Culture, schmulture. DevOps, agile need to be software-first again

Decades of preaching about meatware complicated dev life

Converting cowboys to suburbanites

Nonetheless, as failures continued to rack up with this "big upfront" approach, people kept returning to those tales of success from deep in the Wild West of agile. With a few revs and splattering on some enterprise seasoning, the precepts of agile slowly became what everyone was doing. At least, what people claimed they were doing, ongoing surveys on agile practices actually in use continue to show slow adoption over 20 years later. Everyone's agile in spirit!

Early on, in 2001, the agile manifesto codified a mantle of principles, all wonderful sounding and terribly humane. For my money, the crowning achievement was the idea to value "responding to change over following a plan". In other words, as that hard-working, humble golden retriever put it: "I have no idea what I'm doing."

Among many competing agile thought-technologies, Scrum won out. There are many possible reasons why scrum was so widely and commercially successful: perhaps because of its highly structured nature, perhaps its training and certification system, and maybe because it actually worked! Many organisations still eagerly tell me how many certified scrum masters they have as a metric of how improved they are.

Customers are people too

There's an oft-forgotten milepost at this point, a strange little book called The Cluetrain Manifesto from 1999. The cadre of authors posited that the web was rapidly breaking down any geographic barriers and asymmetric strategies that enterprises used to retain and cajole customers. Things like reviews in Amazon and using eBay to find anything you wanted across the world broke down long-cherished strategic controls companies relied on to maintain market share. It was a sort of pulling back of the wool and empowering customers to be smarter than the octopus global-nationals, as we called them back them.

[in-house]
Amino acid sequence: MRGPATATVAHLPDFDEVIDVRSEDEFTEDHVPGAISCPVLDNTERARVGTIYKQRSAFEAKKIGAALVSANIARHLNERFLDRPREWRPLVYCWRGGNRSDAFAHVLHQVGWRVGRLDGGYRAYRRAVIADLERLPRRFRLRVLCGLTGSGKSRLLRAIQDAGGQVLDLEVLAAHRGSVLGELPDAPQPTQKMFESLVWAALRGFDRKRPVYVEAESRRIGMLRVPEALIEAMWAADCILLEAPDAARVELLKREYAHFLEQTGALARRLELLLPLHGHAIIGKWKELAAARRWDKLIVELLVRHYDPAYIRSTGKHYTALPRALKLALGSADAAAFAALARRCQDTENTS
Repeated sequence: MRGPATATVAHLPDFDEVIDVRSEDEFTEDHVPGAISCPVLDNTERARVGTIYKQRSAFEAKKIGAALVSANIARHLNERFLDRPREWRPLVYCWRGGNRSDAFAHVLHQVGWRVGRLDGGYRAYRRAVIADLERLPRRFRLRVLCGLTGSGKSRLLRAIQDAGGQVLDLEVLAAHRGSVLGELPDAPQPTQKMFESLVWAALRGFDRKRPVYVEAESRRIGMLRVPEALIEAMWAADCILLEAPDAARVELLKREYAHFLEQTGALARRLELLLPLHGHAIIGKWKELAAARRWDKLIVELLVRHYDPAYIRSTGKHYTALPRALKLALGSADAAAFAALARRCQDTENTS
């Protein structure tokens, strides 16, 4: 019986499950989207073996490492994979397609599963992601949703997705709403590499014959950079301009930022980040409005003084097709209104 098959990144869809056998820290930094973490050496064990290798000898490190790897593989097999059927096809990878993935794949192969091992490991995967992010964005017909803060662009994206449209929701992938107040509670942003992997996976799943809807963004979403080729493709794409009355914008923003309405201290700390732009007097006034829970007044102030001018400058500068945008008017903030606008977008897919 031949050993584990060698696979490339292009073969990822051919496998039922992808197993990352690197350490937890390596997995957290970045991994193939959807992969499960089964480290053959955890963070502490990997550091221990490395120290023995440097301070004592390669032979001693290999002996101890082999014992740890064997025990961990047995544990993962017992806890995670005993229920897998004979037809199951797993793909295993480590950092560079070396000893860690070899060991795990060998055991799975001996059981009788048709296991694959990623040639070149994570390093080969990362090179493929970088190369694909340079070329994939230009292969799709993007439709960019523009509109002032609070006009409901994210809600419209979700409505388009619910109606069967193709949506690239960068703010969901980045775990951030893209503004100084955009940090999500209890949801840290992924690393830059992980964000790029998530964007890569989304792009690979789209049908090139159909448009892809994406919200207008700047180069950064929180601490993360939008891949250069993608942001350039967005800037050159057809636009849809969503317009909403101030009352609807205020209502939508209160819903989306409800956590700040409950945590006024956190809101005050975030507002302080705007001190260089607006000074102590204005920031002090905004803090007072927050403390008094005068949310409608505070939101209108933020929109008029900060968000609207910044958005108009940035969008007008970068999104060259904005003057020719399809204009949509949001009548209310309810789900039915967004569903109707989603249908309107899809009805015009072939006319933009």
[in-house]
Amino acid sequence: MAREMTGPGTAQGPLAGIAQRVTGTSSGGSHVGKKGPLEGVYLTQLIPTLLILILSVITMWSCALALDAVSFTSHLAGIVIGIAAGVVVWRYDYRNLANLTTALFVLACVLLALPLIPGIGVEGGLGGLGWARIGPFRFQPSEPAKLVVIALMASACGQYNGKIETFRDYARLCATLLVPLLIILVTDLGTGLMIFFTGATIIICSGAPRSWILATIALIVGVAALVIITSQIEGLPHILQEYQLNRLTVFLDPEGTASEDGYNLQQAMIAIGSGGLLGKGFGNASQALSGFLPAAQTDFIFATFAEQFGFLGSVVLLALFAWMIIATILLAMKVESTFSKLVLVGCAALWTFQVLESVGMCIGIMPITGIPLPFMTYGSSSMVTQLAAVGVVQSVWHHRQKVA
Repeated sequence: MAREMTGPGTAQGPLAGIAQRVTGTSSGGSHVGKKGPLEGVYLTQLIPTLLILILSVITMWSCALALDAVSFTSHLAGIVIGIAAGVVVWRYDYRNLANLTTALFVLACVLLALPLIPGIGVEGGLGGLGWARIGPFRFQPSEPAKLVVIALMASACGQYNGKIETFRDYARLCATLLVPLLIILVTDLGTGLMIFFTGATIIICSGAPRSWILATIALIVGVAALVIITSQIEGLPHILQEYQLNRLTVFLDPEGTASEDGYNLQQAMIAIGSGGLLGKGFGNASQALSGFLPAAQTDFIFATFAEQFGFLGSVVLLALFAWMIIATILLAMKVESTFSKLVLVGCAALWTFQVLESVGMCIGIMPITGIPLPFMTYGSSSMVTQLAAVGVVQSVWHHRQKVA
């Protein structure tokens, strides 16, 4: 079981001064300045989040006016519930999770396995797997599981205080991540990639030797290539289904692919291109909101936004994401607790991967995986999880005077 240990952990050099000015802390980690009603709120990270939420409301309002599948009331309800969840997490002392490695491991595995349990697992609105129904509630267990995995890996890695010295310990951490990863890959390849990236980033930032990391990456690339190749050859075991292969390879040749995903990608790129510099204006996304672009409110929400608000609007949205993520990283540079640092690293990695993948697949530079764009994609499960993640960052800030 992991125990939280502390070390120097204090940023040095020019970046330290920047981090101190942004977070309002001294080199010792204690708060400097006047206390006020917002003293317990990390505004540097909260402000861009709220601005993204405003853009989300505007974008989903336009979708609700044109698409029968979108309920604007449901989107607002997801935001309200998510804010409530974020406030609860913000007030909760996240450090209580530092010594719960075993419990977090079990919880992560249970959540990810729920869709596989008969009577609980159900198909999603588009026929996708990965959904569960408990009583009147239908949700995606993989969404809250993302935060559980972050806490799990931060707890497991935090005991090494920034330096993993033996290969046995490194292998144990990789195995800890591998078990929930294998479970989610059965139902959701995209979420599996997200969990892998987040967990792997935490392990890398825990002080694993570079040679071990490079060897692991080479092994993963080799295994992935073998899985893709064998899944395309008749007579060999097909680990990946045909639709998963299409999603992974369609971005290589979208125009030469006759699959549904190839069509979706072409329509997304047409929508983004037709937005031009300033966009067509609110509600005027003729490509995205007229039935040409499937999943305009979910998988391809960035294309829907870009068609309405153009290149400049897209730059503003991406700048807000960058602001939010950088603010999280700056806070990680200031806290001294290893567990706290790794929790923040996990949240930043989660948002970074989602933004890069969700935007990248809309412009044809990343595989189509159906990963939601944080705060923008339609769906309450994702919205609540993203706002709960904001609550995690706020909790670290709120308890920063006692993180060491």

Cluetrain concepts were much toyed with throughout the 2000s, with companies investing much blood and treasure in capturing market share, ahead of monetising.

Paying attention to what people were doing with your software and improving the software to keep hold of their eyeballs longer was a popular business, and it still is. There's an ever-growing pool of revenue in never-ending conversation markets. Last quarter alone, Facebook earned $9.3bn in revenue with in $3.9bn profit.

In the land of eyeballs, the profitless win

Getting to those kind of eye-popping profits required new thinking when it came to both builders and users. As companies like Google, Netflix, Facebook, Amazon, and numerous others who lost to the buzzsaw of product/market fit built out their businesses, often their only success metrics were user growth and retention. They had to create exceptional software.

To do this, these companies competed on features, on the exceptionalism of their software. They had to start releasing software every week, if not every day to compete. As one of the Agile Manifesto principles put it: "Deliver working software frequently."

Of course, having the software actually work most of the time was important, as Twitter early on showed, somehow surviving, perhaps as the world's first example of the "move fast and break things" boast. Faced with the need to release software on demand, often daily, the enterprise approach of doing monolithic, gut-wrenching releases wasn't cutting it. The developers had to start thinking about and how their software was managing in production.


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